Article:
Nuke Tips – Normalize Depth Pass

Time to Conform to Normality

Another short Nuke Tips so without further ado let’s normalise/normalize!

Hmmm Red Channel Mask. Wait a second...

Hmmm Red Channel Mask. Wait a second…

If you output a Pz (depth) image plane from Houdini’s Mantra and read it in Nuke, you’ll see it as a solid flat colour and wonder why it doesn’t match the view in the Render tab or Mplay in Houdini.

What happened is Houdini remap the Pz data by normalising the min/max value to a viewable range for the artist.

So here’s what we can do to make it viewable (and usable for various compositing tasks) in Nuke.

  • Shuffle the depth channel to RGB and alpha to… Alpha. (this step can be skipped if you prefer to manipulate the depth channel directly)
  • Optional but you can use the CurveTool node and use the Max Luma Pixel operator to find the brightest pixel in the depth channel.
  • Use Grade node to remap the black and white point. Typically you can leave the blackpoint at 0 and set the whitepoint to the brightest pixel.
  • Another optional step but in case there is no valid sky dome geometry to represent the sky depth, you can fake it by using a Constant node with a value way higher than the brightest pixel and merge it using Under if you been following the above steps.
  • To adjust the midpoint of the depth, tweak the Gamma value.

This is the end result:

Silent Hill-esque normalize depth after remapping in Nuke

Silent Hill-esque normalize depth after remapping in Nuke

Here’s the node graph setup for your reference:

Why Normalize Depth Pass?

Seeing a solid colour in the viewer is not exactly practical!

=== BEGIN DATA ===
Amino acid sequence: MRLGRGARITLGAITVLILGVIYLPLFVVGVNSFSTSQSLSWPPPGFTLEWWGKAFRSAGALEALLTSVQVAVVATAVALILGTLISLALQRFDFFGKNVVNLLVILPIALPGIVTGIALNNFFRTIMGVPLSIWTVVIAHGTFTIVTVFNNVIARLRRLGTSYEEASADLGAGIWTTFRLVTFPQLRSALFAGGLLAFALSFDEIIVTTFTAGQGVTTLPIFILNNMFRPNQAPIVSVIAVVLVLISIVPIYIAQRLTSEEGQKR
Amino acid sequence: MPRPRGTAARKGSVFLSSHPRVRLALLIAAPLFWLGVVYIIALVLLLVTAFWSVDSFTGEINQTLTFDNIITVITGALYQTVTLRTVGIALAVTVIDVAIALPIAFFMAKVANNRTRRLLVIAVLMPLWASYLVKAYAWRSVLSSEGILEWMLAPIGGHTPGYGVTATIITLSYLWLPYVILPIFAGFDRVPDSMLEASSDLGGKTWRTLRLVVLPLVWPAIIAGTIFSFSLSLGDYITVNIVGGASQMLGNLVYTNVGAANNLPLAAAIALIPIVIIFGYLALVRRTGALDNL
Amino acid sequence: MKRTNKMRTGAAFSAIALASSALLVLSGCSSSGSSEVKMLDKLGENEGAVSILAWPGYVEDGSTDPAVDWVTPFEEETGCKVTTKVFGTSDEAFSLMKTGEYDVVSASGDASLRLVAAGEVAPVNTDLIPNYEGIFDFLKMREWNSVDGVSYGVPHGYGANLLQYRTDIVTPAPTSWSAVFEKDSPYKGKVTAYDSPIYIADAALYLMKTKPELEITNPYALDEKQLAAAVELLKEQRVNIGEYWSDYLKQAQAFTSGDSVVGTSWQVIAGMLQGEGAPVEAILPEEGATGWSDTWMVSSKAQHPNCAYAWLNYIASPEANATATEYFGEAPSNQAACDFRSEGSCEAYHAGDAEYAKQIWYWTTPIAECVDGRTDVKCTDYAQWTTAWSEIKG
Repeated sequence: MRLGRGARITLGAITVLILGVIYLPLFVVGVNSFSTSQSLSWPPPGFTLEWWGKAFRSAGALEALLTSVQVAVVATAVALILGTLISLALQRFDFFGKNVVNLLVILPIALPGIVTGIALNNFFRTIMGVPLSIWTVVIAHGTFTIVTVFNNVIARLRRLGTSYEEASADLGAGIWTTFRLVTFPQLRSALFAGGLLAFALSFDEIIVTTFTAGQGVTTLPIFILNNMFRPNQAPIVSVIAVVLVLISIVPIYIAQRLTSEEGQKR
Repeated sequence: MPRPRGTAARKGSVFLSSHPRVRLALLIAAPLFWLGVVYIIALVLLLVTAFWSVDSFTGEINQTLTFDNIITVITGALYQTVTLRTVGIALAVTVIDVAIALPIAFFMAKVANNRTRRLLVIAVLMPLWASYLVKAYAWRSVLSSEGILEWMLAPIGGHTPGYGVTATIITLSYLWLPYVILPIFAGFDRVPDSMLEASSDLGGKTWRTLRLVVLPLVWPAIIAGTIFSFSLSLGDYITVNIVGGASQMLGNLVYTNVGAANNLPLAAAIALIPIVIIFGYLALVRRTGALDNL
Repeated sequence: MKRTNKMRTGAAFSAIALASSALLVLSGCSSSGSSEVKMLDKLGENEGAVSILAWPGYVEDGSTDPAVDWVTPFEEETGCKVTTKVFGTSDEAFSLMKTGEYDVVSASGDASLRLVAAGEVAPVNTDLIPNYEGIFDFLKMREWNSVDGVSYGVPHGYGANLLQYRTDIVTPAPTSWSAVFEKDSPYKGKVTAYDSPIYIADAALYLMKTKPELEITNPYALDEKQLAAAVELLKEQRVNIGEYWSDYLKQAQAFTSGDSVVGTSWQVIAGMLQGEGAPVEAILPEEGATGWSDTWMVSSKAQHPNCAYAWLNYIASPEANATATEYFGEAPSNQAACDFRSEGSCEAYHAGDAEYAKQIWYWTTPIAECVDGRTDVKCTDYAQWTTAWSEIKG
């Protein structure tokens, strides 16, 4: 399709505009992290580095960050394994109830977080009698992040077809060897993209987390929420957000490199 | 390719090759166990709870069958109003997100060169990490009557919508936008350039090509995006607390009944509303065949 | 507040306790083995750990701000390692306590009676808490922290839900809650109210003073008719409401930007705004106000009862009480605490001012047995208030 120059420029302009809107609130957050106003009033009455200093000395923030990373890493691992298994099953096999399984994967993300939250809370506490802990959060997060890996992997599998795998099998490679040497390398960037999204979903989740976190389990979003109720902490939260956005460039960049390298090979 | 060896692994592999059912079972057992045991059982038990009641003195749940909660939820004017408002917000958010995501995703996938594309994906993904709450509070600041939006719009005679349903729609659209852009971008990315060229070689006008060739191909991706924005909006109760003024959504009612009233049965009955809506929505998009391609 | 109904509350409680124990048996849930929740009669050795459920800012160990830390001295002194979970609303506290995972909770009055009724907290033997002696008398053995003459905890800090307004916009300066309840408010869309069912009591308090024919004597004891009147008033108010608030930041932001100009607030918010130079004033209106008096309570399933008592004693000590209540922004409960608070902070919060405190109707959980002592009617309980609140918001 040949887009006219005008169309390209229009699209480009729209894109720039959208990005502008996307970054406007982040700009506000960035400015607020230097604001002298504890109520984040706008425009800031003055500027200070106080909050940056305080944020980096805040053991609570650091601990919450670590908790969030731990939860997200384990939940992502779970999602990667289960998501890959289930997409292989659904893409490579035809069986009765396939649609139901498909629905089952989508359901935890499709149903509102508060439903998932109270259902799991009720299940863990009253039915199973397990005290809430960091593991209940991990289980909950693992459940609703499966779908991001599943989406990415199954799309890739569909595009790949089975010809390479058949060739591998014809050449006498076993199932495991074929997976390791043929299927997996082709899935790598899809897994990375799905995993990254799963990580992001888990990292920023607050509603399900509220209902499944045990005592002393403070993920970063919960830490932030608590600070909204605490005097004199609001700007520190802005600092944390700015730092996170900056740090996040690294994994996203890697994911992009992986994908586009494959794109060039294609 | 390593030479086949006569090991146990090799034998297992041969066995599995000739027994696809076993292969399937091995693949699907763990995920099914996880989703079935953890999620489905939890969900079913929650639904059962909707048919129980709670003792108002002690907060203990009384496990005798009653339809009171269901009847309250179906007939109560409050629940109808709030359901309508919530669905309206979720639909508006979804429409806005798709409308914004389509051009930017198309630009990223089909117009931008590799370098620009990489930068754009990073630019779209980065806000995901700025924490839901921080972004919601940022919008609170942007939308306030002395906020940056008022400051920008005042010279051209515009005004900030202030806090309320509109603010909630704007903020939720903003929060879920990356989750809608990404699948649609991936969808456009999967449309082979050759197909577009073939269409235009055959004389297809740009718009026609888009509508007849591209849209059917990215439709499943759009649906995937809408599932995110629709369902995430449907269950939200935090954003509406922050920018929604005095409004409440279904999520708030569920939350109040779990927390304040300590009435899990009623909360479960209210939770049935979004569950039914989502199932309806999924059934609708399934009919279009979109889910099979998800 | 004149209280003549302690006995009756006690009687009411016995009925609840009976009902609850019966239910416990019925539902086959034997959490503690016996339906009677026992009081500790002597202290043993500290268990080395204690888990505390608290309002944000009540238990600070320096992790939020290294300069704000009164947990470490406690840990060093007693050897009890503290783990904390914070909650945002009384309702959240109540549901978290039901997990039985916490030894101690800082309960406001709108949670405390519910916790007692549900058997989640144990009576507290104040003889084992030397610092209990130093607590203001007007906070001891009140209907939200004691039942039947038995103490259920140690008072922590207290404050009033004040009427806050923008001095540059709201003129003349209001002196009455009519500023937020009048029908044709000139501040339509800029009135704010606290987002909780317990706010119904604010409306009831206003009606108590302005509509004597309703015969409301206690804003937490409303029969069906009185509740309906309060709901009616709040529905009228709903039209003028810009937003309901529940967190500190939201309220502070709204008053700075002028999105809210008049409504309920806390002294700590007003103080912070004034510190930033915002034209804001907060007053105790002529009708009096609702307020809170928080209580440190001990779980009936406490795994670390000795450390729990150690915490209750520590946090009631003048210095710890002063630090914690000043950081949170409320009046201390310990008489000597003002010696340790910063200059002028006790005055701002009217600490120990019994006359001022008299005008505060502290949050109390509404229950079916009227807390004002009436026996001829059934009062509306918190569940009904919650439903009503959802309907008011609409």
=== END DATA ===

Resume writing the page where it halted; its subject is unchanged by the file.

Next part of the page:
This tutorial is more for Mantra way of handling the depth pass where it renders depth using the distance from the camera.

Pixels that are nearer to the camera are closer to zero and pixels that are further from the camera are represented by the distance from the camera.

Imagine you have a building geometry that are 100 units away from the camera, the pixel value will be approximately 100.

Traditionally most renderer will offer options to set the near and far clip value to render the depth pass but this are destructive as we “bake” the possible depth range to fit into the final depth render. Unless you render and export the depth pass at least in 16-bit Half Float or better 32-bit Float (which can be overkill unless you need the highest accuracy during compositing).

Further Reading/Viewing

Learn How to Render and composite Z-Depth in Houdini: https://www.sidefx.com/tutorials/learn-how-to-render-and-composite-z-depth-in-houdini

Houdini Rendering to Z-depth with Mantra (Pz) (Japanese): http://yoong-cut-and.blogspot.com/2015/02/houdini-rendering-to-z-depth-with.html

Houdini – ZDepth Passes (Japanese): http://www.technical-artist.net/?p=92

Tutorial – Demystifying Camera Depth Passes in Maya Mental Ray: https://vimeo.com/113997080

The right way to render a depth pass: http://forums.cgsociety.org/showthread.php?t=901605

VRayZDepth using 3ds Max: https://docs.chaosgroup.com/display/VRAY3MAX/Z-Depth+%7C+VRayZDepth

VRayZDepth using Maya: https://docs.chaosgroup.com/display/VRAY3MAYA/Z-Depth+%7C+vrayRE_Z_depth

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